Watson is the first living Nobel laureate ever to auction off his medal. His collaborator, Francis Crick, had his medal auctioned last year following his death for just under $2.3 million. 

In addition to supplementing his income, Watson said he would probably donate some of the money to academic institutions, although he was also interested in buying a David Hockney painting, which can run into the millions of dollars. 

This video includes an image from Getty Images.

<![CDATA[The Flu Vaccine Might Not Have You Covered This Year]]> Thu, 04 Dec 2014 14:59:00 -0600
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Doesn't it seem like we're always reporting that the latest flu vaccine might not keep up with the latest strain? Well, here's another unfortunate warning as we head into the depths of flu season. 

The Centers for Disease Control and Prevention says much of the flu virus going around this year has mutated, making this year's vaccine less effective. (Video via CNN)

So far, most flu cases this year are being caused by a strain called H3N2.

The vaccine to combat that strand was formulated months ago, and it worked ... at first. But because the strain has changed since then, it's now unable to protect against it as well. 

It's not uncommon for flu strains to mutate. explains flu viruses are constantly changing, and that's why we're supposed to get a flu shot every year.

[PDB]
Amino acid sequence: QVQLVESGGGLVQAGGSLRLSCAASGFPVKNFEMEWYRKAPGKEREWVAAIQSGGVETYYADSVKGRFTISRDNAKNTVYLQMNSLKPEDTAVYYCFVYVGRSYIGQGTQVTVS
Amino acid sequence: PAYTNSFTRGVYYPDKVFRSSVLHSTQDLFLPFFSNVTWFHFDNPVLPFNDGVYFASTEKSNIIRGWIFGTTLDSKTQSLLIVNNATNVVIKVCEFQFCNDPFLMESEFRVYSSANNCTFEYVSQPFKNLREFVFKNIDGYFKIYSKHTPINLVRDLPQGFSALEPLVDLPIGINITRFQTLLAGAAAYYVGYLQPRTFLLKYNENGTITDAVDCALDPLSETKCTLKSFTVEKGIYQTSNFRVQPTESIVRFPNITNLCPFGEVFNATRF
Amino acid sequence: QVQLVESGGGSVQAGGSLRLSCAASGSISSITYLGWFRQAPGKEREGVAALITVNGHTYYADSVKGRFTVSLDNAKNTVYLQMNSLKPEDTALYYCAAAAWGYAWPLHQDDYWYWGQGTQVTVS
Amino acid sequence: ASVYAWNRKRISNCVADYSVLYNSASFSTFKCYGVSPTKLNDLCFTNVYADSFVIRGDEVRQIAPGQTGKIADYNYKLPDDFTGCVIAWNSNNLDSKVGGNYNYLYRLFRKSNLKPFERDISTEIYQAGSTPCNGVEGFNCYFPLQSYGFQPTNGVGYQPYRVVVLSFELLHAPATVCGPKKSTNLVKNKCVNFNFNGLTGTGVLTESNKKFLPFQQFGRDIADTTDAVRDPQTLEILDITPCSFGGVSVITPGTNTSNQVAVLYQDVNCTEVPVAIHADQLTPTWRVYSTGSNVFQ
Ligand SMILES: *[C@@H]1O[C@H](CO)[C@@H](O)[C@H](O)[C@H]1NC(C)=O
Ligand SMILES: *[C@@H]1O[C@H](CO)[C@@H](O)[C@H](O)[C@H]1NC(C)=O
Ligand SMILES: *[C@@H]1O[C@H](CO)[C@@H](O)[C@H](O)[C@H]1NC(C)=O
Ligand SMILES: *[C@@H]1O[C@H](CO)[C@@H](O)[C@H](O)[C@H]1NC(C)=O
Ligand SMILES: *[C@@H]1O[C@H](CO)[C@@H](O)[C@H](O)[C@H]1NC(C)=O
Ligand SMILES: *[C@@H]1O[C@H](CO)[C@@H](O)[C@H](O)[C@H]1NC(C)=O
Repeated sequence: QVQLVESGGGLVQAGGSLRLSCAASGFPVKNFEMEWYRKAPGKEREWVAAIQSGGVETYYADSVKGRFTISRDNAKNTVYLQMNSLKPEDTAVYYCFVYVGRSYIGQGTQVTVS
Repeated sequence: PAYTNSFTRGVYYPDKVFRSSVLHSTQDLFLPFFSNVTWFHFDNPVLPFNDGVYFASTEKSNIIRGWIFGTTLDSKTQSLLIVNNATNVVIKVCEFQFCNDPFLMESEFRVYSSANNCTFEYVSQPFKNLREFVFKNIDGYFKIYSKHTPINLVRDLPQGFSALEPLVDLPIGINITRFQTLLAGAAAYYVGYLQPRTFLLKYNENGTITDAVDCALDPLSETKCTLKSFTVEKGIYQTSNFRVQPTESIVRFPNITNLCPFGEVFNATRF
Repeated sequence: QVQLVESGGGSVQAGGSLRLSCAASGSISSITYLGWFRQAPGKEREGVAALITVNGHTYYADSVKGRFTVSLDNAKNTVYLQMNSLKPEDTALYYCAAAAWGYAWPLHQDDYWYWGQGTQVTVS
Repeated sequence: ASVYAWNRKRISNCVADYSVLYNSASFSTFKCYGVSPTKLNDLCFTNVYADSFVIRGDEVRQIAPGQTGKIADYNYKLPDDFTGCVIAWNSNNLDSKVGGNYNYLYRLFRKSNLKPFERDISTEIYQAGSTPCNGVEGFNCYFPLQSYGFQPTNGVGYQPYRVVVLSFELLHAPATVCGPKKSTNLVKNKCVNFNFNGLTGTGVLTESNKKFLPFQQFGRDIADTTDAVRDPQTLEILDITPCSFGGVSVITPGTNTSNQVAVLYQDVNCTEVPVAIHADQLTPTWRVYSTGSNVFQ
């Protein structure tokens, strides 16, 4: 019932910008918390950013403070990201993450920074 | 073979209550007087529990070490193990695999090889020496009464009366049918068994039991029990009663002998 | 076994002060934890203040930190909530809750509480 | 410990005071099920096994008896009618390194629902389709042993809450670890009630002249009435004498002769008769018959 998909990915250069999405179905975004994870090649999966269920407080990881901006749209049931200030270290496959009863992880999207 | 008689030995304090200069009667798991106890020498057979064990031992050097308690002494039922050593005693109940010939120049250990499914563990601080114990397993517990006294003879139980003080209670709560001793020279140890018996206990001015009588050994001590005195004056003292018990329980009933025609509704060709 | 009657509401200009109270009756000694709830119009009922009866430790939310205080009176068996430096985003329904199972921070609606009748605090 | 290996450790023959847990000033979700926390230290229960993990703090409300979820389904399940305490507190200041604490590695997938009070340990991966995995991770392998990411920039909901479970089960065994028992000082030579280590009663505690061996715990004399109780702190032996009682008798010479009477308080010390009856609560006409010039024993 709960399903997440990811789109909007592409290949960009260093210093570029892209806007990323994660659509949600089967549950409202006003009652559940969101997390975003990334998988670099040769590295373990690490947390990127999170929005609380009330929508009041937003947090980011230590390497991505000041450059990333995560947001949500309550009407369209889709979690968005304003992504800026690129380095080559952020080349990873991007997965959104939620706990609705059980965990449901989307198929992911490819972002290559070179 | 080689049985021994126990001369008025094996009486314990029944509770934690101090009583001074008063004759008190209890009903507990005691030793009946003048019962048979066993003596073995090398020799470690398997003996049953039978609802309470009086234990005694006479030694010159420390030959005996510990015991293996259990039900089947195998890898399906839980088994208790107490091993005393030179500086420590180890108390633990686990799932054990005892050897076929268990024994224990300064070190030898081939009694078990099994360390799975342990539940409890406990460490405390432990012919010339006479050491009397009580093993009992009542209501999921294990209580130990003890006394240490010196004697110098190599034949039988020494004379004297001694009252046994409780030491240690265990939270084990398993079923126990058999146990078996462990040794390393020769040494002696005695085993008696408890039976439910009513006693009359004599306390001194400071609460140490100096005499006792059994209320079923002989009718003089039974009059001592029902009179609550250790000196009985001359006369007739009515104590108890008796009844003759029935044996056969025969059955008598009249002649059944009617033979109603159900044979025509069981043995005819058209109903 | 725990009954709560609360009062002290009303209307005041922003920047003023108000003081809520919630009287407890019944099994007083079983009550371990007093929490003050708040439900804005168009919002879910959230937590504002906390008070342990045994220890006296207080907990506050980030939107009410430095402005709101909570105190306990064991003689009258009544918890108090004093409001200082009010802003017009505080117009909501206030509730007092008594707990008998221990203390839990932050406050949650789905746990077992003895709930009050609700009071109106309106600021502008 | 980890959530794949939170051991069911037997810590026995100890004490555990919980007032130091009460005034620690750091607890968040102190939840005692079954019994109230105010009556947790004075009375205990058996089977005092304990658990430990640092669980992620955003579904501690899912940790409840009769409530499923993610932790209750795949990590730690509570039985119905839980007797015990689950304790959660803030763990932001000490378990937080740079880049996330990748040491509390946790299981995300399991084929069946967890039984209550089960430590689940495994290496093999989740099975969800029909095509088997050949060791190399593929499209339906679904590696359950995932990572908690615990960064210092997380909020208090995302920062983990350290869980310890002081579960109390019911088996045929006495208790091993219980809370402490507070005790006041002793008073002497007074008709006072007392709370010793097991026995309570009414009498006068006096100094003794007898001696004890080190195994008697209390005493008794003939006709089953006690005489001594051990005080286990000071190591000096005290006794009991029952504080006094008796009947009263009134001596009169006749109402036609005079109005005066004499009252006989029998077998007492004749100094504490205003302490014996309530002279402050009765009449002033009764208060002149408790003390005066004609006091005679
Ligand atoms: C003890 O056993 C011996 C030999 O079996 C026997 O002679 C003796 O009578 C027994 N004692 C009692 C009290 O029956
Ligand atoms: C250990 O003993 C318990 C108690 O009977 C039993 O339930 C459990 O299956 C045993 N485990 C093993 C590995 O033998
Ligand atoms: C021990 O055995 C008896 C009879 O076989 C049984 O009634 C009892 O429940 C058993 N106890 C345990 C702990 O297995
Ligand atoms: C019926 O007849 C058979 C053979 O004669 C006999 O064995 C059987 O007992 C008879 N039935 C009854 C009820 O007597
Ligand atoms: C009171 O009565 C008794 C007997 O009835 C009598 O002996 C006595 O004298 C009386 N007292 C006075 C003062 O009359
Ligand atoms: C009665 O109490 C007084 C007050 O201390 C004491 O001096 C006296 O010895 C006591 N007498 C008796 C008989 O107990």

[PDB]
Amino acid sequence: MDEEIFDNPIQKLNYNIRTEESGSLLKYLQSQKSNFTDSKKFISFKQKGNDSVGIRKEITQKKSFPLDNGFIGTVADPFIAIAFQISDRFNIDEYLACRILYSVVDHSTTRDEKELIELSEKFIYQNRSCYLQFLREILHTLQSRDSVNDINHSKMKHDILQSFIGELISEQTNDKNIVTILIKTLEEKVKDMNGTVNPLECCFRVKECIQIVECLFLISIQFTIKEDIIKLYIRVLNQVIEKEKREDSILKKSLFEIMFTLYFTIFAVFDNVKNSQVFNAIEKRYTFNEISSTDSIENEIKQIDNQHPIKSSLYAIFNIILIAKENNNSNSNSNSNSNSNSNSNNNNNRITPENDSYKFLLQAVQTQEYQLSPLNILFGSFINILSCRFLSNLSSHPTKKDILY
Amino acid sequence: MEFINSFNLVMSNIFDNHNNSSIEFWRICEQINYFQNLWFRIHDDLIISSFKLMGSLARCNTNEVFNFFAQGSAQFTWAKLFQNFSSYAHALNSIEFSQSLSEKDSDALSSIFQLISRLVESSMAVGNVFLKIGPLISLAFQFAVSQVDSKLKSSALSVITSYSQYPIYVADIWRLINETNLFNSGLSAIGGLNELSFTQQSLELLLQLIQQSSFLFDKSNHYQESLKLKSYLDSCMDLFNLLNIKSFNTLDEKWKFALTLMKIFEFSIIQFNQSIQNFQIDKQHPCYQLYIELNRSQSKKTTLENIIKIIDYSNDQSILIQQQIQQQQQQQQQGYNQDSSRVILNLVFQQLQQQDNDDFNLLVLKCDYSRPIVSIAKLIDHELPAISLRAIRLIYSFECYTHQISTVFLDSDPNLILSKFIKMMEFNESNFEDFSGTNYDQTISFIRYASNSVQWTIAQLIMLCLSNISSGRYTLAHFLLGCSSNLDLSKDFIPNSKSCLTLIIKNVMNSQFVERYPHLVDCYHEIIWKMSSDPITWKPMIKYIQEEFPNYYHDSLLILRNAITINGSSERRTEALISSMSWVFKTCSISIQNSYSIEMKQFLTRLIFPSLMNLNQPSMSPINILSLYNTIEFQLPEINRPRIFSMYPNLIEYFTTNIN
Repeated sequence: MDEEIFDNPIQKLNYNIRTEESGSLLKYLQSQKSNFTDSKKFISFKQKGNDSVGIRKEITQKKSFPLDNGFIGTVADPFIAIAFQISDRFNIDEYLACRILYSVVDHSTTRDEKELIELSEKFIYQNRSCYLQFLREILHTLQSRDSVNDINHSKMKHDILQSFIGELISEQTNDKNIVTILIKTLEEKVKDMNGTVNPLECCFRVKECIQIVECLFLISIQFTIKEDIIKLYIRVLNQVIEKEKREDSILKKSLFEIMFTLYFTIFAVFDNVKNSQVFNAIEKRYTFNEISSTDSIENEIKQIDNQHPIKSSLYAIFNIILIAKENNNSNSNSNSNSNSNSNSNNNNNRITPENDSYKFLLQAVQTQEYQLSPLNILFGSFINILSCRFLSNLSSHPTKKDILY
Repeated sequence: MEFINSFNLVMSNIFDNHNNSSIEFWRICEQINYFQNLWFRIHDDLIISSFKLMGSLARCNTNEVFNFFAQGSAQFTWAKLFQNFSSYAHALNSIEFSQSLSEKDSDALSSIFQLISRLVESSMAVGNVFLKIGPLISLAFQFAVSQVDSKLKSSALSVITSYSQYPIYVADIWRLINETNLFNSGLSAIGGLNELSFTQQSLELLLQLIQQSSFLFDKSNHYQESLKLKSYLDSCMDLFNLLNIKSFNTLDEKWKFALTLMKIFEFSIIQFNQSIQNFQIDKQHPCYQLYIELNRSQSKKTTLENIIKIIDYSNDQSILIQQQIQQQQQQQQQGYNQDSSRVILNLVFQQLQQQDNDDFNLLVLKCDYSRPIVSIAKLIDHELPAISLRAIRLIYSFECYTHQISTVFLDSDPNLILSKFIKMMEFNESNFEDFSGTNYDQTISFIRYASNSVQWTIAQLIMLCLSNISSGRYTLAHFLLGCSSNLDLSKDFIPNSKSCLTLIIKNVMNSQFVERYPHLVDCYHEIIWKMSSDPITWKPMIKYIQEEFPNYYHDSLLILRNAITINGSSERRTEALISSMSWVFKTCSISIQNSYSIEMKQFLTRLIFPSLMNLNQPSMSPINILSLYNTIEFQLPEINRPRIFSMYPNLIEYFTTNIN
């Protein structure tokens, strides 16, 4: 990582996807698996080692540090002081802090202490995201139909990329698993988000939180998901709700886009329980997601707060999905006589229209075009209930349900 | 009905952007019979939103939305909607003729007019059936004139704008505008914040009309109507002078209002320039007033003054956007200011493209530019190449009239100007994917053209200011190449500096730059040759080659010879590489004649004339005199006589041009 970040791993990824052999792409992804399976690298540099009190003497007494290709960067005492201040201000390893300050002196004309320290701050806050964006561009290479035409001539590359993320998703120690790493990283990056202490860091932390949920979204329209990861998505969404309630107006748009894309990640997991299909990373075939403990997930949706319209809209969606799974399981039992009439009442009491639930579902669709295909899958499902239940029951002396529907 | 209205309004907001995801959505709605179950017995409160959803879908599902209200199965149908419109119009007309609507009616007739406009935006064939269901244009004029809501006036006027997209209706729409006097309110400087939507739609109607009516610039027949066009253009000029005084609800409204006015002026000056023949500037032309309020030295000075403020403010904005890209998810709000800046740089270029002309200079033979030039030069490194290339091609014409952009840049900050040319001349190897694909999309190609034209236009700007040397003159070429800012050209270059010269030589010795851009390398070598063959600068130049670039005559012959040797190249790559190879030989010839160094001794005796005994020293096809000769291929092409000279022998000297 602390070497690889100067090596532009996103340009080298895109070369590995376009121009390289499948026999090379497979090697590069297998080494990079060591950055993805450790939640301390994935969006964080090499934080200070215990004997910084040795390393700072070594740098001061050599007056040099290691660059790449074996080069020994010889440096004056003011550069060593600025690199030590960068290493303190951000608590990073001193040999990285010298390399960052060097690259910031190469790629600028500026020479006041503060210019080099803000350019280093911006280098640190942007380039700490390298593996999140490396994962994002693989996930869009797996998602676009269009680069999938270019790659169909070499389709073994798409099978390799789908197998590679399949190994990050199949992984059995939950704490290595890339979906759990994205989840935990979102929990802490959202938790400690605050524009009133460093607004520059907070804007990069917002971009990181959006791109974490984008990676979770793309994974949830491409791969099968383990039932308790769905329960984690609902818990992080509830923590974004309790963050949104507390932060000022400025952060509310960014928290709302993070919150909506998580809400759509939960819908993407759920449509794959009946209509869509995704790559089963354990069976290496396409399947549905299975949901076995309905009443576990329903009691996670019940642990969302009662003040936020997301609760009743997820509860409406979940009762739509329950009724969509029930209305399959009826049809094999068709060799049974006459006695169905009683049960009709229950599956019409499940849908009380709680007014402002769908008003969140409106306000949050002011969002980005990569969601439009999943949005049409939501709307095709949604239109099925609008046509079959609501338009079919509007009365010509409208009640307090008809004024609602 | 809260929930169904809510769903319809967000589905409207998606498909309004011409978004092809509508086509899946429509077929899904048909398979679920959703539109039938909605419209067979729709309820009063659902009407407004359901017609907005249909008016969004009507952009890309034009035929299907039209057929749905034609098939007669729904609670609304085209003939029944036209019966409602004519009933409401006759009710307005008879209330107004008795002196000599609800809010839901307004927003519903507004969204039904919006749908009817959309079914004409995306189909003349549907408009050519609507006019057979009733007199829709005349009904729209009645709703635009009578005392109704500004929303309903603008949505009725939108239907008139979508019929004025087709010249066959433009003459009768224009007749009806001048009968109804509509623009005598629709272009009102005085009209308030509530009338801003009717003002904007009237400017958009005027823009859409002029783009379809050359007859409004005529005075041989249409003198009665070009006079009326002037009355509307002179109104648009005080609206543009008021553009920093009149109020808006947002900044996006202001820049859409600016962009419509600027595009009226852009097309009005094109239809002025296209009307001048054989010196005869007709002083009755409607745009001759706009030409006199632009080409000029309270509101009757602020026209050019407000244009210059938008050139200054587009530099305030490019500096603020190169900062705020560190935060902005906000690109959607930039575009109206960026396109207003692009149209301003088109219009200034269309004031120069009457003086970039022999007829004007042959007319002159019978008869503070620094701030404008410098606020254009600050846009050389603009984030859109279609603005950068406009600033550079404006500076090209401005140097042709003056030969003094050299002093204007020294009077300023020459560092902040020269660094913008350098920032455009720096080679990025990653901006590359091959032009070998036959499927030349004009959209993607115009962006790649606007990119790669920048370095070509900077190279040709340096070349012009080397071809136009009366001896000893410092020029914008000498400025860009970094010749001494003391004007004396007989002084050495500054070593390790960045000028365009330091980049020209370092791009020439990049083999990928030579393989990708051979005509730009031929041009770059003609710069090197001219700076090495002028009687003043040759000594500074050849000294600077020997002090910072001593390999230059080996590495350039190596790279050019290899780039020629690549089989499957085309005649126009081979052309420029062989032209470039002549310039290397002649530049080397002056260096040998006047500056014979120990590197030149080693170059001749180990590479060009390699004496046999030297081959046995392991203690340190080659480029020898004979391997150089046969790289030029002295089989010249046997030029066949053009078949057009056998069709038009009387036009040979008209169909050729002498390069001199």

But there is some good news. Although the vaccine does not completely protect against the H3N2 mutation, it does offer some cross protection. 

Meaning the vaccine's formula still partially protects against viruses it wasn't specifically designed for. So it could reduce the chances of getting severe symptoms if the strain is contracted. 

In addition, the vaccine still adequately protects against the some of the other flu strains going around, and because of this, health officials are still recommending most people over six months of age get the shot. (Video via University Of Massachusetts Memorial Medical Center)

Because more people might become ill this year with H3N2, the CDC is reminding doctors the antiviral drugs Tamiflu and Relenza are available to treat those who are infected. 

Flu season usually peaks between December and February.